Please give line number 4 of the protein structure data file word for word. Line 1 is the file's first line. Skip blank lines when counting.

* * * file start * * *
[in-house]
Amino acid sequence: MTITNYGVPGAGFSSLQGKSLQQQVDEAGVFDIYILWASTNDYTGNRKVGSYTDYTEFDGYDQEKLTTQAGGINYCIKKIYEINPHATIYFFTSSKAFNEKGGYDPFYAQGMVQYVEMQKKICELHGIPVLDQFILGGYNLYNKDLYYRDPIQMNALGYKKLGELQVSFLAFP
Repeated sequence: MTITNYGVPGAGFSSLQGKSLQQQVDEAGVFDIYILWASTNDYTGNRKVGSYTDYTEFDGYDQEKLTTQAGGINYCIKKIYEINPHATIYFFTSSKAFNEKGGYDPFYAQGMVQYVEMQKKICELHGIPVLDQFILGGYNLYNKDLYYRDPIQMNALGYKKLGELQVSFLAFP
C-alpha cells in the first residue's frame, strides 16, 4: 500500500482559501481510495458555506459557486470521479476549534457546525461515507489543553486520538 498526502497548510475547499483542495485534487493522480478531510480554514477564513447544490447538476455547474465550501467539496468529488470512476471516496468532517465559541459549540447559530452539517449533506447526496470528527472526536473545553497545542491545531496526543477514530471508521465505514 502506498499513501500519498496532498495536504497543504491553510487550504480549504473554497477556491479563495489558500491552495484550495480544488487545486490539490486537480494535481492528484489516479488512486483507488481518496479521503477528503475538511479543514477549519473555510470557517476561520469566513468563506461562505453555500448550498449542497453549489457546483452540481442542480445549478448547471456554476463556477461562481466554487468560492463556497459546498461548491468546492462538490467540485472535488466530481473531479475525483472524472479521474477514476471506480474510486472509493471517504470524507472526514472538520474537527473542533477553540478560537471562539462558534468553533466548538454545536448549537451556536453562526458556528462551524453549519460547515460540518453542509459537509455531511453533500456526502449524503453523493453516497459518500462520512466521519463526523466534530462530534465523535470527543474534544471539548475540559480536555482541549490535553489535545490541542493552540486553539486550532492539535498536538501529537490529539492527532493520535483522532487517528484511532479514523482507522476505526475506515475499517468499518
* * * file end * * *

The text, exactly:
C-alpha cells in the first residue's frame, strides 16, 4: 500500500482559501481510495458555506459557486470521479476549534457546525461515507489543553486520538 498526502497548510475547499483542495485534487493522480478531510480554514477564513447544490447538476455547474465550501467539496468529488470512476471516496468532517465559541459549540447559530452539517449533506447526496470528527472526536473545553497545542491545531496526543477514530471508521465505514 502506498499513501500519498496532498495536504497543504491553510487550504480549504473554497477556491479563495489558500491552495484550495480544488487545486490539490486537480494535481492528484489516479488512486483507488481518496479521503477528503475538511479543514477549519473555510470557517476561520469566513468563506461562505453555500448550498449542497453549489457546483452540481442542480445549478448547471456554476463556477461562481466554487468560492463556497459546498461548491468546492462538490467540485472535488466530481473531479475525483472524472479521474477514476471506480474510486472509493471517504470524507472526514472538520474537527473542533477553540478560537471562539462558534468553533466548538454545536448549537451556536453562526458556528462551524453549519460547515460540518453542509459537509455531511453533500456526502449524503453523493453516497459518500462520512466521519463526523466534530462530534465523535470527543474534544471539548475540559480536555482541549490535553489535545490541542493552540486553539486550532492539535498536538501529537490529539492527532493520535483522532487517528484511532479514523482507522476505526475506515475499517468499518